ECB Policy: Are Markets Overreacting to Draghi?

ECB Policy: Are Markets Overreacting to Draghi?

Normalisation of the European Central Bank’s (ECB) monetary policy never was a question of “if” but one of sequencing, timing and calibration. Financial markets reacted to ECB President Mario Draghi’s speech in Sintra this past week in a way suggesting the ECB might change all three of those policy normalisation parameters. A firmer euro, higher sovereign bond yields and lower stock prices reflect changing expectations for a more forceful, faster withdrawal of stimulus and possibly a reordering of the sequence.

We interpret Draghi’s speech as consistent with the ECB’s evolving changes to forward guidance as it adapts policy to the improving outlook for growth and inflation against the backdrop of the approaching technical limits to its asset purchase programme. We do not interpret Draghi’s speech as a hawkish change in policy.

Many market observers focused on the one sentence in Draghi’s Sintra speech on 27 June 2017 that unsurprisingly suggested the ECB will taper government bond purchases:

“As the economy continues to recover, a constant policy stance will become more accommodative, and the central bank can accompany the recovery by adjusting the parameters of its policy instruments – not in order to tighten the policy stance, but to keep it broadly unchanged.”

Yet they appeared to attach little value to his comments that the “monetary policy stance needs to be persistent”, i.e., the stance will remain accommodative, because “inflation dynamics are not yet durable and self-sustaining”. Or that the ECB will need to act with “prudence” in gradually adjusting its policy parameters, i.e., the normalisation process will occur in baby steps.

ECB normalisation outlook

When it does occur, we think the first deposit facility rate hike will be of only 15 basis points, taking it from −0.40% to −0.25% and restoring symmetry in the ECB’s standing facilities (the marginal lending facility rate is 0.25%, the main refinancing rate 0%). Markets now price that rate hike to occur around December 2018, having priced it to occur around June 2019 prior to Draghi’s Sintra speech. The ECB says its standing facility rates will “remain at their present levels for an extended period of time, and well past the horizon of the net asset purchases.” Assuming “well past” equals six months, current prices therefore imply the market expects the ECB to wind down its quantitative easing (QE) programme by the end of June 2018. We consider that within the bounds of possibilities, but on the aggressive side.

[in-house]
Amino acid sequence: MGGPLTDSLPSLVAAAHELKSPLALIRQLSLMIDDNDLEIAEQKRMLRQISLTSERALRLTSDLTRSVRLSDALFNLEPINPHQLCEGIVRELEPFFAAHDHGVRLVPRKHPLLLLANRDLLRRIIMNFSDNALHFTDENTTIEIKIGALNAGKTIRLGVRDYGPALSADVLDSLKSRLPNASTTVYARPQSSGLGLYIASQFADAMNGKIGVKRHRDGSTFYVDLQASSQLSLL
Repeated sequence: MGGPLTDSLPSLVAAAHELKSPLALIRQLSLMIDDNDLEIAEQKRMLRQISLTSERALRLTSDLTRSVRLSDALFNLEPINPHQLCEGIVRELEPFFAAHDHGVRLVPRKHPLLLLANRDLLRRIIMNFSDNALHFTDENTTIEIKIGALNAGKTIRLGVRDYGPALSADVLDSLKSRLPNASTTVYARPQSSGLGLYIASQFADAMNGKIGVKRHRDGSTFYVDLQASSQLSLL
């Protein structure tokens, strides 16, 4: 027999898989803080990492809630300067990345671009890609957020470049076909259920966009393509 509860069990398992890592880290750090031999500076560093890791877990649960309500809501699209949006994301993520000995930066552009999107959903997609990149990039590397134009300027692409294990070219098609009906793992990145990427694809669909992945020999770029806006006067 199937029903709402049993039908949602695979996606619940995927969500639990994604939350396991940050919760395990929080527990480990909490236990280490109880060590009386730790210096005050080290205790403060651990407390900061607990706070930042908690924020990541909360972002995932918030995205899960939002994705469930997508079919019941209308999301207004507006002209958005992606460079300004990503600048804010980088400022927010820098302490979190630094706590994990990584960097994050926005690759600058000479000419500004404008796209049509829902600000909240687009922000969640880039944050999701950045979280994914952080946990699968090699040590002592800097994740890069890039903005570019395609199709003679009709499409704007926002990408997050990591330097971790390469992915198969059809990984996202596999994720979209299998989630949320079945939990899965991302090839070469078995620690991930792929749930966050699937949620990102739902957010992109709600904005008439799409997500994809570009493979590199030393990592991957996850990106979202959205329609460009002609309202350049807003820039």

In our baseline outlook, here is what we expect from the ECB:

  • Indicate in September and provide details in October that it will taper QE effective January 2018.
  • Wind down QE during the second half of 2018, earliest by end June, latest by end December.
  • Raise the deposit facility rate in the first half of 2019.
  • Discontinue reinvesting the proceeds of bonds purchased under QE in 2020.

While we think markets are enthusiastic in their expectations for policy normalisation, we should not forget recent market movements. The long period of easy global monetary policy compressed term (and credit) risk premia. QE contributed to decoupling Bund yields from their anchor of nominal economic growth. Backed by firm improvements in eurozone economic data, recent market moves could go further. Lest we forget, however, real economic output in the eurozone is barely above the level recorded a decade ago (source: Eurostat as of 30 June 2017), and the risk that China’s credit bubble destabilises world growth is not insignificant. New Normal bond yields are therefore likely to prevail.

For more of our insights on monetary policy and other factors driving U.S. and global growth, see our latest Secular Outlook, “Pivot Points.”


Andrew Bosomworth is PIMCO’s head of portfolio management in Germany and a regular contributor to the PIMCO Blog.


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